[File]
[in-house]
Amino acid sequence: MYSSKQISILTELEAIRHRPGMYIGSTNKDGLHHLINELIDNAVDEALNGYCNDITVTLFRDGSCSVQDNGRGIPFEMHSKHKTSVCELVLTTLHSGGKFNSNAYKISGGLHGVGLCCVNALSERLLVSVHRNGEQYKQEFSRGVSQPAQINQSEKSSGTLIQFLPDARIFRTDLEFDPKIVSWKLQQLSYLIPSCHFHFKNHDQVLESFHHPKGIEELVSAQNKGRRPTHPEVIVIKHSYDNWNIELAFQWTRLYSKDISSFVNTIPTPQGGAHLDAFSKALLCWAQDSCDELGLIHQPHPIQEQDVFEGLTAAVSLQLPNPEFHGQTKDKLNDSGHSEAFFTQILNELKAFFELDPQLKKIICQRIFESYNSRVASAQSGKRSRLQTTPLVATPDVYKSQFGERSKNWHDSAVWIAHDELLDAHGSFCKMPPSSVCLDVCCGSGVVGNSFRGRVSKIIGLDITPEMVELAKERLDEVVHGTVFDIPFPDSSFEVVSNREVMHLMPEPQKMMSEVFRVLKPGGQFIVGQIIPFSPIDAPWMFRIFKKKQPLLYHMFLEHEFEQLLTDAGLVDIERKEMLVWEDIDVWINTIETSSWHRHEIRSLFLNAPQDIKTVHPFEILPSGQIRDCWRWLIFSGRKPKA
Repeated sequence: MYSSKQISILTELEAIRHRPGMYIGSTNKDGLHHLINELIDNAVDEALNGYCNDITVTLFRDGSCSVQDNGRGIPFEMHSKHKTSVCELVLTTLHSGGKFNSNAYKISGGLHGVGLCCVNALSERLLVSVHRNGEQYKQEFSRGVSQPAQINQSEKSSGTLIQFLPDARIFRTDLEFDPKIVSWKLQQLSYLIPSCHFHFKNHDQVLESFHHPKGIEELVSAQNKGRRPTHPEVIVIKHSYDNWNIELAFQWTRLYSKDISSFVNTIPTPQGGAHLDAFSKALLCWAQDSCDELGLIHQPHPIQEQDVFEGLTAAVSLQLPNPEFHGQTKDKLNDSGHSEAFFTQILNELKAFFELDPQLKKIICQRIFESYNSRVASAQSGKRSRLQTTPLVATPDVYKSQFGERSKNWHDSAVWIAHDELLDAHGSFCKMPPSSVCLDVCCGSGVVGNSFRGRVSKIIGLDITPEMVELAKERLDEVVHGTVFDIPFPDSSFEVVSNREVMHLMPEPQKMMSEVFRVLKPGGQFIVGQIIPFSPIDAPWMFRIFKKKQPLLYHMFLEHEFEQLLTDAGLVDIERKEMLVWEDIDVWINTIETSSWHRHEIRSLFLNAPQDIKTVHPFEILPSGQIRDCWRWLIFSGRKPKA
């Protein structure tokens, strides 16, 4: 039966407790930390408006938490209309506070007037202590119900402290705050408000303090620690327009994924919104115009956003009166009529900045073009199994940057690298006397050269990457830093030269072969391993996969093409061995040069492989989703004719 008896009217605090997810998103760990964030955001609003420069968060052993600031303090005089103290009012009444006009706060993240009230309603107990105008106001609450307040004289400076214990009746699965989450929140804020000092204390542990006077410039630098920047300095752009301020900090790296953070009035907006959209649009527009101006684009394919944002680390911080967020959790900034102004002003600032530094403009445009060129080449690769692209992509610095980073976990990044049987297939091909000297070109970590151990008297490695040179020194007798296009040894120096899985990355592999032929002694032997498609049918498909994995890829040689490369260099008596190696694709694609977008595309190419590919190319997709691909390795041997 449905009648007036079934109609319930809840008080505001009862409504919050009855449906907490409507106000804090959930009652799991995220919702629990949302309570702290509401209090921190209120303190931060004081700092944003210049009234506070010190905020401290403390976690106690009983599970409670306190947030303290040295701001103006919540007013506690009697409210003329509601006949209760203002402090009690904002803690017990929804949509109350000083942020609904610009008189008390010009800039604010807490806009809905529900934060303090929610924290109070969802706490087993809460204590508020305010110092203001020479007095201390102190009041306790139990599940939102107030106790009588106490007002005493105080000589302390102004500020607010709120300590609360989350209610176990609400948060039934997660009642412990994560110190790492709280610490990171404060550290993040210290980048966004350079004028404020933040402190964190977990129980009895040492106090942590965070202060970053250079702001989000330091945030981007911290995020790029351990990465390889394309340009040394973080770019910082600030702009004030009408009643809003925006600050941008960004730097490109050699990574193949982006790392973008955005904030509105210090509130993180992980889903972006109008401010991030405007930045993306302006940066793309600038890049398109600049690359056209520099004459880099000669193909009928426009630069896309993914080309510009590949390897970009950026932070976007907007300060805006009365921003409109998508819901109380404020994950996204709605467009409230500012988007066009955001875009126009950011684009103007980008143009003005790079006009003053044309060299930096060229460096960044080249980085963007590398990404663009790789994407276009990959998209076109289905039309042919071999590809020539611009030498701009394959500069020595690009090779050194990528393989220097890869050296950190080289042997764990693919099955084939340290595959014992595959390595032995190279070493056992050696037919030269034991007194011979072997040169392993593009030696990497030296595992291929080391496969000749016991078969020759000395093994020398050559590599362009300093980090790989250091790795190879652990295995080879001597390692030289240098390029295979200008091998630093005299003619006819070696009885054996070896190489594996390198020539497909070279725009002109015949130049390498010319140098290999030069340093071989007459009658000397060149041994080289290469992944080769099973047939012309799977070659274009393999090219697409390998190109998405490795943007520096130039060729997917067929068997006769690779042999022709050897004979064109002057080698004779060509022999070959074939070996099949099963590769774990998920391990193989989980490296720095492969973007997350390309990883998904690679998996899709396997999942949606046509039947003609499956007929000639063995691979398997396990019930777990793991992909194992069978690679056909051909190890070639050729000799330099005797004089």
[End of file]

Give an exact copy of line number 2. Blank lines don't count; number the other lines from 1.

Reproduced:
Amino acid sequence: MYSSKQISILTELEAIRHRPGMYIGSTNKDGLHHLINELIDNAVDEALNGYCNDITVTLFRDGSCSVQDNGRGIPFEMHSKHKTSVCELVLTTLHSGGKFNSNAYKISGGLHGVGLCCVNALSERLLVSVHRNGEQYKQEFSRGVSQPAQINQSEKSSGTLIQFLPDARIFRTDLEFDPKIVSWKLQQLSYLIPSCHFHFKNHDQVLESFHHPKGIEELVSAQNKGRRPTHPEVIVIKHSYDNWNIELAFQWTRLYSKDISSFVNTIPTPQGGAHLDAFSKALLCWAQDSCDELGLIHQPHPIQEQDVFEGLTAAVSLQLPNPEFHGQTKDKLNDSGHSEAFFTQILNELKAFFELDPQLKKIICQRIFESYNSRVASAQSGKRSRLQTTPLVATPDVYKSQFGERSKNWHDSAVWIAHDELLDAHGSFCKMPPSSVCLDVCCGSGVVGNSFRGRVSKIIGLDITPEMVELAKERLDEVVHGTVFDIPFPDSSFEVVSNREVMHLMPEPQKMMSEVFRVLKPGGQFIVGQIIPFSPIDAPWMFRIFKKKQPLLYHMFLEHEFEQLLTDAGLVDIERKEMLVWEDIDVWINTIETSSWHRHEIRSLFLNAPQDIKTVHPFEILPSGQIRDCWRWLIFSGRKPKA